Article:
Connect PNG a crucial agenda


IT will be a mega investment costing perhaps billions of kina but the planned international highway linking the northern half of Papua New Guinea to Indonesia could be the key to unlocking new economic frontiers in both countries.
Works Minister Michael Nali has said in the past that this road link, which will become the country’s only international highway, should be given the recognition it deserves.
Speaking in Aitape, West Sepik during a nationwide tour to inspect road infrastructure with Works secretary David Wereh, Nali said then that Coastal Sepik Highway had been overlooked for many years. The Government has incorporated this link in its Connect PNG agenda.
The Coast Sepik Highway is one of the few missing links in the country which need to be opened up for it to realise its full economic potential. Others include the Southern-Highlands to Gulf highway which is currently being constructed, the Morobe to Gulf link, and the New Britain Highway which is nearly completed except for major bridges yet to be completed.
Nali’s former colleague, then Planning and Implementation Minister Richard Maru had also announced in Lae that it was a government priority to open a road link from Lae to Madang, the Sepiks and onto Jayapura in Indonesia.
As trade minister in the previous government, Maru had been a strong advocate of greater cross-border trade, especially in increased volumes of PNG products such as vanilla and cocoa going across to Indonesian or Asian markets.
Although there has been some trade across the border, it has largely been Asian or Indonesian merchandise brought across and Maru argued that it was time more PNG products were brought across to boost the local economy.
The economic possibilities that would be created by an international highway to Indonesia are quite immense.
Freighting cargo into Indonesia or for transhipment to other Asian ports would, in principle, be cheaper and faster than shipping.
Also imports of Asian products into PNG might be lot cheaper if freighted in trucks.
The proposed international highway would also open up trade opportunities between and among provinces.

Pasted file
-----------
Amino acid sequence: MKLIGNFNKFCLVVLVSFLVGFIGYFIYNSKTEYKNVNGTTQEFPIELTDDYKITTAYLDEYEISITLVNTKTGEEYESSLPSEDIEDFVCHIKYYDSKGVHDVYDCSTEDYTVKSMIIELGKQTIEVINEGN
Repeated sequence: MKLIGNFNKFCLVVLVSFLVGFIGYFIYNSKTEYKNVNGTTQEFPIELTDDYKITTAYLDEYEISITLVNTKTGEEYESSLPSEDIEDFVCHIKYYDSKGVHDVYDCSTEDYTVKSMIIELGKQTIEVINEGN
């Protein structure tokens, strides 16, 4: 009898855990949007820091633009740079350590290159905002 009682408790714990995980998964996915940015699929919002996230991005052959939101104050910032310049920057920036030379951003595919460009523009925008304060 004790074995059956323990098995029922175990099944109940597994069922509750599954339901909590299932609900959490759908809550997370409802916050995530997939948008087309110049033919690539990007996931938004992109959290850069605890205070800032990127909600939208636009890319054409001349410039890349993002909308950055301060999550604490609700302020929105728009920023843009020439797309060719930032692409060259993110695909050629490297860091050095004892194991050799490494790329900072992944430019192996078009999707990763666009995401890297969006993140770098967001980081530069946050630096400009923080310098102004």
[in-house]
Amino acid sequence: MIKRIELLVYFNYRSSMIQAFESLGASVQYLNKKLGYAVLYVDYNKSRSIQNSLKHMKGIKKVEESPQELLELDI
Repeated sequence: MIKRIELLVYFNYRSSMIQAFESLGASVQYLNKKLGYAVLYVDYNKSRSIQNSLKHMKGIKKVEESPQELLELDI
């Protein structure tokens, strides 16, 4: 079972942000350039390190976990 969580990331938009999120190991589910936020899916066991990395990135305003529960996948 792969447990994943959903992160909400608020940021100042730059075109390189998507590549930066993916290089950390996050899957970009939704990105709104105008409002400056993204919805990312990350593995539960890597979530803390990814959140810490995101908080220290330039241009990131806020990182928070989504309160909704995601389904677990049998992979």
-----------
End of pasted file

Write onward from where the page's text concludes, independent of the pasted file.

Currently, there is no reliable road link between East and West Sepik and to get out of Wewak.
To get out of Vanimo or Wewak one gets on a plane or passenger boat. Inter-connectivity between the Sepik provinces and Madang, Morobe and the Highlands will definitely open up greater socio-economic activities.
People in the isolated areas in between the major centres of Vanimo, Aitape, Wewak, Angoram and Bogia will be connected and so the cost of providing government services to them would be reduced greatly.
At the same time there would be possibilities for small and large scale investments in agriculture, fisheries and even tourism.
Such investments would of course require a whole-of-government approach and careful assessment to get money’s worth in the end.
As pointed out by Minister
Nali, the economic returns on investments should be assessed by all relevant agencies of government.
For instance, the Department of Agriculture and Livestock should be engaged to evaluate the agricultural investment potentials any new road would create.
The Department of Trade, Commerce and Industry could step in to assist locals venture into small-to-medium enterprises.
The proposed international highway, which will cross two of the country’s major rivers, is going to cost a lot for the government and it will most certainly look for international donor assistance.
An investment of such magnitude will take a while in planning and mobilising the necessary resources but the fact that the government has recognised its importance is a good start.
It may not be soon but when it is built, the Mamose Highway will create a whole new range of possibilities in the country’s development.